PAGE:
Does Breastfeeding Have an Impact on Teeth?
Breastfeeding or not to breastfeed is a decision that new mothers must make early in their parenting journey. This is an extremely personal choice, and you may have already begun to assess the benefits and drawbacks of nursing. Even though nursing is beneficial to both mom and baby, it is not for everyone, and that’s okay! While studies suggest that nursing can boost a baby’s immune system and reduce the incidence of asthma, SIDS, and asthma, we want you to know that breastfeeding can also harm your baby’s teeth.
Breastfeeding and the Development of the Bite
When newborns are born, they immediately begin to grow. They also begin to grow teeth. While these little teeth may not be apparent right away, tooth development begins at a young age, and there are a number of factors that can influence how teeth emerge in the mouth and, as a result, how a baby’s bite develops. Bottles, pacifiers, and thumb-sucking are all common baby items that might alter the natural contour of a bite. Breastfeeding rather than bottle-feeding, on the other hand, may help lessen the chance of this disturbance and allow the bite to grow as nature intended. In fact, research reveals that kids who were nursed for the first six months had a lower risk of developing bite alignment issues including overbites and crossbites than babies who were not breastfed or just breastfed for a short time. Breastfeeding alone, however, will not eliminate all bite difficulties, as pacifiers, thumb-sucking, and even genetics can all play a role in bite development.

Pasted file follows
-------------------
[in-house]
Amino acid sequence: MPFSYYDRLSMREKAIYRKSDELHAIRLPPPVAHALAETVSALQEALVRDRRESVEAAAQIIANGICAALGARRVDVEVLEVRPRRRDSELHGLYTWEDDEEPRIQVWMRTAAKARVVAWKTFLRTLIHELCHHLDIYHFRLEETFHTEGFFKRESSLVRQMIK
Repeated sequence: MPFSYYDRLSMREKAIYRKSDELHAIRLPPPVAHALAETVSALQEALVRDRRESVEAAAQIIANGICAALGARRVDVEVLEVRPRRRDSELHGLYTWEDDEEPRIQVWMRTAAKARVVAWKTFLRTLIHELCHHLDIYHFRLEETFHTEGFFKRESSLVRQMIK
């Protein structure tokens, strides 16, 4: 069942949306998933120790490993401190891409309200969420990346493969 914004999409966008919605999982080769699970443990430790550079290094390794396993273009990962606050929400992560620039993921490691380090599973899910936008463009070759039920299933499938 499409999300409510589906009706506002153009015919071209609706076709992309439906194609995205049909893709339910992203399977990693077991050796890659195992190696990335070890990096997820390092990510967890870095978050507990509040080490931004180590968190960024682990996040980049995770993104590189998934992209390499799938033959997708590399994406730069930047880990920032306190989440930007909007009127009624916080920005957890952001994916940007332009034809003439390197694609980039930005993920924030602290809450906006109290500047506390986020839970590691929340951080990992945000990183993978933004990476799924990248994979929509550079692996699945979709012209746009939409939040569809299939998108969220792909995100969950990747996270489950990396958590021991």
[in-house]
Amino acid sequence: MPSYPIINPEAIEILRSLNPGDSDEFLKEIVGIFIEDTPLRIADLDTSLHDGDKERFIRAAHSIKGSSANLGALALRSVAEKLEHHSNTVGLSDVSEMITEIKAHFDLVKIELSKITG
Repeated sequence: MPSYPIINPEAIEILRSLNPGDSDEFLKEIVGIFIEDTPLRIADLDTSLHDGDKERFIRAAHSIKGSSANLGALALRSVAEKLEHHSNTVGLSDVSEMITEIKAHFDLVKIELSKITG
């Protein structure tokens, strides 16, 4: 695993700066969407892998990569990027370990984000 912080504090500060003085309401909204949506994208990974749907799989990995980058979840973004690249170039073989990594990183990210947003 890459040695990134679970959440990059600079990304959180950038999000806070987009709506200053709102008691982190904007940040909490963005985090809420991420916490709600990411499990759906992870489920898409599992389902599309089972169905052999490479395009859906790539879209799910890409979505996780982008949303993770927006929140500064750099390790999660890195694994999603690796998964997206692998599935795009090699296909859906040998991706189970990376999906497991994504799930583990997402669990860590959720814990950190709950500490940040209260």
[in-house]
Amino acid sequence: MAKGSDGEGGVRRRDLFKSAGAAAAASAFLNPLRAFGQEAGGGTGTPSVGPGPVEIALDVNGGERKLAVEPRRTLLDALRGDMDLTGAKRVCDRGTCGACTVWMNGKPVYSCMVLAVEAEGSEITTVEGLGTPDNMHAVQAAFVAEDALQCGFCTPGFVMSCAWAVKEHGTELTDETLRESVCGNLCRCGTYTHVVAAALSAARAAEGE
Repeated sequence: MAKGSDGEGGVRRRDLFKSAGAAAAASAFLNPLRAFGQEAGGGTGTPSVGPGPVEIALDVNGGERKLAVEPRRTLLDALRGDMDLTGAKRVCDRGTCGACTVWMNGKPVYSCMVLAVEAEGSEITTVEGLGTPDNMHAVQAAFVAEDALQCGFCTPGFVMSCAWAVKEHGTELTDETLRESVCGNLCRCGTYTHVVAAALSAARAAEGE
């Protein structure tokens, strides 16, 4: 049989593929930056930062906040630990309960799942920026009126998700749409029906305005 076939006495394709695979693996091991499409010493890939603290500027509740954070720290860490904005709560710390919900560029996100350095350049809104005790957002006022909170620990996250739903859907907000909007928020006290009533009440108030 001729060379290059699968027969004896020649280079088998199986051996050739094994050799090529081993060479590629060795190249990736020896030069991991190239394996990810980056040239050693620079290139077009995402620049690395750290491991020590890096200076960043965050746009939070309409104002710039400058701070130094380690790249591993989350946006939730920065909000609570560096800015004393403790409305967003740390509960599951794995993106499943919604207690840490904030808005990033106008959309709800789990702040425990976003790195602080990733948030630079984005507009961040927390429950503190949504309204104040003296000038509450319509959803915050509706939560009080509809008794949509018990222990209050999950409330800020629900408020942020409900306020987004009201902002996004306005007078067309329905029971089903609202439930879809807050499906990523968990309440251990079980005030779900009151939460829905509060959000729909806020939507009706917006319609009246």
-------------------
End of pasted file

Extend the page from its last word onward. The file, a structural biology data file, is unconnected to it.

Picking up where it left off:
Decay of Baby Bottles
Baby bottle decay is a prevalent problem that affects the teeth of infants and toddlers. This childhood issue is exactly what it sounds like: tooth decay induced by bottle drinking. However, it is often what is inside the bottle that causes rot, not the bottle itself. Sugar is commonly found in foods such as milk, formula, and juice, and as everyone knows, sugar does not agree with your pediatric dentist on Long Island. Is this, however, a guarantee that bottle-fed newborns will develop baby bottle decay? Certainly not. Long-term consumption of sugary beverages is the issue. Avoid giving your child anything other than water in their bottle at night, nap time, or when they will be allowed to drink from it for an extended length of time to help lessen the chance of baby bottle rot. Breastfed babies also have a lesser risk of acquiring baby bottle rot because they don’t have the opportunity to suckle a bottle all night.
Cavities and Breastfeeding
It’s crucial to understand that, while breastfeeding may lower the risk of tooth decay, cavities can still occur. Breastmilk, like cow’s milk and infant formula, contains sugar, but breastfed babies’ exposure to these sugars is more controlled and limited because they are only consumed during feeding time. As a result, the risk of tooth decay and cavities is minimized.
While you consider whether or not breastfeeding is best for you, keep in mind that regardless of your decision, it’s critical to begin caring for your baby’s dental health as soon as possible. To do so, gently brush a damp towel over your child’s gums after each feeding to assist remove any sweets that may have gotten stuck there. Also, by the time your infant turns one, book an appointment with your pediatric dentist in Long Island and return every six months. These early dental visits can help your child become acquainted with the dentist as well as good oral health habits early in life, ensuring a lifetime of healthy, happy smiles.